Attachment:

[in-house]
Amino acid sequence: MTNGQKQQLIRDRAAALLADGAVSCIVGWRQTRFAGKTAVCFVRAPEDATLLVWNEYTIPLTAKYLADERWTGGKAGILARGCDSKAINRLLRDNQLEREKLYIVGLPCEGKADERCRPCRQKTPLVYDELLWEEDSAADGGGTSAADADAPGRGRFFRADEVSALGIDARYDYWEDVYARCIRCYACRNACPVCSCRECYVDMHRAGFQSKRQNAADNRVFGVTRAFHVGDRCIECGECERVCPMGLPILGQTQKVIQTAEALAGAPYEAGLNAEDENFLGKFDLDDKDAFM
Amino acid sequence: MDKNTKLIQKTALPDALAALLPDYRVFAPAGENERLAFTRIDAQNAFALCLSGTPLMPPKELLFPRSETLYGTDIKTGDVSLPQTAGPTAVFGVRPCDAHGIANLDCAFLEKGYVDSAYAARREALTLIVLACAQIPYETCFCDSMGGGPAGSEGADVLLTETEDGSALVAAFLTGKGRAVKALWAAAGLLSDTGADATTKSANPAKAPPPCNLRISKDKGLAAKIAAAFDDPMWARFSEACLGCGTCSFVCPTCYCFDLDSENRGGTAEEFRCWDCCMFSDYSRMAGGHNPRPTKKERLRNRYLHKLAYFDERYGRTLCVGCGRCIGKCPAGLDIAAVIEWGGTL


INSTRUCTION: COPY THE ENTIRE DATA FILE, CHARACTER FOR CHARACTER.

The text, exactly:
[in-house]
Amino acid sequence: MTNGQKQQLIRDRAAALLADGAVSCIVGWRQTRFAGKTAVCFVRAPEDATLLVWNEYTIPLTAKYLADERWTGGKAGILARGCDSKAINRLLRDNQLEREKLYIVGLPCEGKADERCRPCRQKTPLVYDELLWEEDSAADGGGTSAADADAPGRGRFFRADEVSALGIDARYDYWEDVYARCIRCYACRNACPVCSCRECYVDMHRAGFQSKRQNAADNRVFGVTRAFHVGDRCIECGECERVCPMGLPILGQTQKVIQTAEALAGAPYEAGLNAEDENFLGKFDLDDKDAFM
Amino acid sequence: MDKNTKLIQKTALPDALAALLPDYRVFAPAGENERLAFTRIDAQNAFALCLSGTPLMPPKELLFPRSETLYGTDIKTGDVSLPQTAGPTAVFGVRPCDAHGIANLDCAFLEKGYVDSAYAARREALTLIVLACAQIPYETCFCDSMGGGPAGSEGADVLLTETEDGSALVAAFLTGKGRAVKALWAAAGLLSDTGADATTKSANPAKAPPPCNLRISKDKGLAAKIAAAFDDPMWARFSEACLGCGTCSFVCPTCYCFDLDSENRGGTAEEFRCWDCCMFSDYSRMAGGHNPRPTKKERLRNRYLHKLAYFDERYGRTLCVGCGRCIGKCPAGLDIAAVIEWGGTL